Embryos at stages 6, 15, 22 and 23, and alevins at stage 31 (see ‘Fish and experimental design’, above) used to assess enzyme activity were ground in 8 volumes of ice-cold buffer at pH 7.4 (50 mmol l−1 Tris, 5 mmol l−1 EDTA, 2 mmol l−1 DTT) and a protease inhibitor cocktail (P2714; Sigma, St Louis, MO, USA) and centrifuged for 10 min at 900 g at 4°C. Assays for Gck and Fbp activity were performed on the recovered supernatants. For Pfkl and Pklr, additional centrifugation was performed (20 min at 10,000 g at 4°C) and supernatants were used for enzyme assays. For G6pc and Pck, 1 min of sonic disruption was applied before additional centrifugation as above. The enzymes assayed were: high-Km hexokinase (Gck), as described by Panserat et al. (2000a), Pklr and Pck following the protocol of Kirchner et al. (2003), Pfkl according to Metón et al. (2004), G6Pase according to Alegre et al. (1988), and Fbp as described by Tranulis et al. (1996). Enzyme activity was measured in duplicate at 30°C following variation of absorbance of nicotinamide adenine dinucleotide phosphate at 340 nm. The reactions were started by the addition of the specific substrate; a Power Wave X (BioTek Instrument) plate reader was used. Water was used as a blank for each sample. One unit of enzyme activity was defined as the amount of enzyme that catalysed the hydrolysis of 1 mol of substrate per minute at 30°C. Enzyme activity was expressed per gram of tissue.
Normality of distributions was assessed using the Shapiro–Wilk test. Data were then analysed by a Kruskal–Wallis non-parametric test followed by a Tukey test as post hoc analysis. Data were analysed using the R software (v3.1.0)/R Commander Package.
In silico analysis of rainbow trout pfkl and pklr genes
Using the Genomicus software (v01.01), three rainbow trout predicted pfkl genes were identified (Fig. S2), two of which on the scaffold 7584 (Genoscope accession no. GSONMG00009460001 and GSONMG00009459001) were syntenic to the zebrafish pfkla gene (Ensembl accession no. ENSDARG00000060504) and one of which, on the scaffold 8651 (Genoscope accession no. GSONMG00001975001), was syntenic to the pfklb zebrafish gene (Ensembl accession no. ENSDARG00000099755). Using the sequence analyser tool from the EMBL Pfam software (http://pfam.xfam.org), we confirmed that these two rainbow trout sequences were related to a phosphofructokinase-encoding gene. Amino acid sequences deduced from these rainbow trout predicted genes were shorter than the corresponding zebrafish sequences and were thus not appropriate for phylogenetic analysis. Indeed, scaffold 7584 sequences corresponded to exons 2–5 of the zebrafish pfkla (Fig. S3A) and scaffold 8651 sequences corresponded to exons 15–17 of the zebrafish pfklb (Fig. S3B), suggesting that these two scaffolds were too short to cover the lengths of these genes as a whole. This analysis was therefore complemented by investigating the EST (expressed sequence tags) rainbow trout Sigenae database (www.sigenae.org). One EST contig (FYV3OTN01AZR97.s.om.10; Fig. S3A) was shown to correspond to exons 7–22 of the zebrafish pfkla, demonstrating that the two automatically predicted genes (GSONMG00009460001 and GSONMG00009459001) on scaffold 7584 were in fact only one. Similarly, we found an EST contig (FYV3OTN02GK8A7.s.om.10; Fig. S3B) astride exons 1–5 of the zebrafish pfklb, suggesting that the corresponding orthologous gene in rainbow trout was partially due to the incomplete assembling of the rainbow trout genome at this locus.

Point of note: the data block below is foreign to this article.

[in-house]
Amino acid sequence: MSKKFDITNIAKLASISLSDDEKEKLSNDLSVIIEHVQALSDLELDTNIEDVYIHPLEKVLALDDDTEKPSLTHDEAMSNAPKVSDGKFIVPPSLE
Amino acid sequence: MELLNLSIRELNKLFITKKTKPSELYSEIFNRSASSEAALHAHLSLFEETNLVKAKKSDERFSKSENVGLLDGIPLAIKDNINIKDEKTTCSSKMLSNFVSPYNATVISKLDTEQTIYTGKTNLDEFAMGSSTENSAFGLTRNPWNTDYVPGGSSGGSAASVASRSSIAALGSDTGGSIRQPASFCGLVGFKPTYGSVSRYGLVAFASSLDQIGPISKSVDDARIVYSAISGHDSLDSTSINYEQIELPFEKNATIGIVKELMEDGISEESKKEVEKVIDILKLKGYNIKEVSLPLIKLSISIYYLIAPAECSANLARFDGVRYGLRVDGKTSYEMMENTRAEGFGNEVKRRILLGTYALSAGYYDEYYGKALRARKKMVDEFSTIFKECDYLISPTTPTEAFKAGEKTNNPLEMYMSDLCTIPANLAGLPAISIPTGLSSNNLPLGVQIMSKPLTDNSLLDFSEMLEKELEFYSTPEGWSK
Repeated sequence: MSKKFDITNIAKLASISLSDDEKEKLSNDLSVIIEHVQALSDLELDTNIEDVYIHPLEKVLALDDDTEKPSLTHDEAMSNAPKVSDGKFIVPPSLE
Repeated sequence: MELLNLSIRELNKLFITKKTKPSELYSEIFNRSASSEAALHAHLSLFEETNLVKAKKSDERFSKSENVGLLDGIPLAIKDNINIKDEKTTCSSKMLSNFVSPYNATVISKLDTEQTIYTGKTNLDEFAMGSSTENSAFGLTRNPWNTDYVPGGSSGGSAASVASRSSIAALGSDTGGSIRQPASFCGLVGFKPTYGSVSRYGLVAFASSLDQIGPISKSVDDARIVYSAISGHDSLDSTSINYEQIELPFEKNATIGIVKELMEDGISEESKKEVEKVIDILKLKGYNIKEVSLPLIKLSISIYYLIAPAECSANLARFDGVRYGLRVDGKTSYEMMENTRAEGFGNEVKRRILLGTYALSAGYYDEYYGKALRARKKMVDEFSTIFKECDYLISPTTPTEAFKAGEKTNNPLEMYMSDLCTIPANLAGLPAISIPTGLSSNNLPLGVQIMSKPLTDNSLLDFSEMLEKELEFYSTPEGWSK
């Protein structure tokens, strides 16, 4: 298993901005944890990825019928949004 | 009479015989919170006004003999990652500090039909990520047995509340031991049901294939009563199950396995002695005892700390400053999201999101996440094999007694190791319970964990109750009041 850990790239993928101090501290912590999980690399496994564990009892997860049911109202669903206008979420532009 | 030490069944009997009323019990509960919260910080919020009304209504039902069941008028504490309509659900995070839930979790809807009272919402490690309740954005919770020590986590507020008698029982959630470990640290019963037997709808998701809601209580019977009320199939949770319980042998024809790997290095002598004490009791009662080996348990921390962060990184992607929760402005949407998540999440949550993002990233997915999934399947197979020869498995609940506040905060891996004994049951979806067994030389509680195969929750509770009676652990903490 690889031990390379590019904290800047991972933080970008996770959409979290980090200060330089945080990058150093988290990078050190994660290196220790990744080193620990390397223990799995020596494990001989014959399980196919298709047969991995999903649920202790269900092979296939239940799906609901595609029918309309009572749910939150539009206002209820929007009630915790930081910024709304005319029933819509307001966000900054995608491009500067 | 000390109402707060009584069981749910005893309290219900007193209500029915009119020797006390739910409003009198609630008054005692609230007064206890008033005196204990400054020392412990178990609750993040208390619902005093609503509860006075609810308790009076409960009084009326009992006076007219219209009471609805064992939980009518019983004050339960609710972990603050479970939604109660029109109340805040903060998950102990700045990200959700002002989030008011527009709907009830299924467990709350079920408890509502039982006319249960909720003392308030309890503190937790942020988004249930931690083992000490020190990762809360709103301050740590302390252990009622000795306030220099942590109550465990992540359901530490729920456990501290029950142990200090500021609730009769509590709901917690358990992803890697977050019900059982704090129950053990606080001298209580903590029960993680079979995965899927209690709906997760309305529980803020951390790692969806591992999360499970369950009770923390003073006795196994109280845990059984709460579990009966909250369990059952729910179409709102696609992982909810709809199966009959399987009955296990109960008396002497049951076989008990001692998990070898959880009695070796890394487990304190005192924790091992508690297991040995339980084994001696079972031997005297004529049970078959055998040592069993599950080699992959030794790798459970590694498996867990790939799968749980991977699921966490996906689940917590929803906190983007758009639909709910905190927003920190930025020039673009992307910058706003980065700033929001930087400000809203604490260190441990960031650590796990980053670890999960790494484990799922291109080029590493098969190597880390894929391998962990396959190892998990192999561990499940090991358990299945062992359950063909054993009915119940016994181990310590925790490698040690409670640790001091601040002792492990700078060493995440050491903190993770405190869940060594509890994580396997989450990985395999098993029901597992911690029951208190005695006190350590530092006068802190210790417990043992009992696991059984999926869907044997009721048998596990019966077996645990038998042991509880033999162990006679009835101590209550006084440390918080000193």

No pklr orthologous gene was found in the rainbow trout genome (either using Genomicus software or by direct BLAST against the rainbow trout genome) but an EST contig (Sigenae, AF246146.s.om.10) sharing high sequence homology (around 75%) with teleost pklr genes was identified. A phylogenetic analysis was performed to confirm its identity and this showed that the contig identified grouped with vertebrate pklr orthologues (Fig. 1). Moreover, Pfam analysis confirmed that the trout sequence was related to a pyruvate kinase-encoding gene. In conclusion, our in silico analysis identified two paralogous pfkl genes in the rainbow trout genome, one orthologous to the zebrafish pfkla (scaffold 7584) and the other to the zebrafish pfklb (scaffold 8651, GSONMG00001975001), and one pklr orthologous gene (Sigenae, AF246146.s.om.10).
Expression analysis and overall enzymatic activity of glucose metabolism-related gene products during embryo development
Real-time PCR was performed to determine the stage-specific expression of rainbow trout glucose metabolism-related genes during embryogenesis and in hatched alevins. Stages were defined on the basis of the Vernier development table (Vernier, 1969) and chosen to target developmental periods of interest for glucose metabolism study [i.e. oocyte to stage 8, before embryonic genome activation (EGA); stage 10, EGA; stages 12 and 15, epiboly period; stage 22, primitive liver; stage 23, primitive hepatic portal vein, and stage 31, hatched embryo/endogenous feeding period]. This analysis showed (Fig. 2) that mRNA levels of all glucose metabolism genes increased after EGA (stage 10) to reach a maximum level at stages 22 and 23, except for g6pcb1.b and g6pcb2.b, the mRNA levels of which rose until stage 31.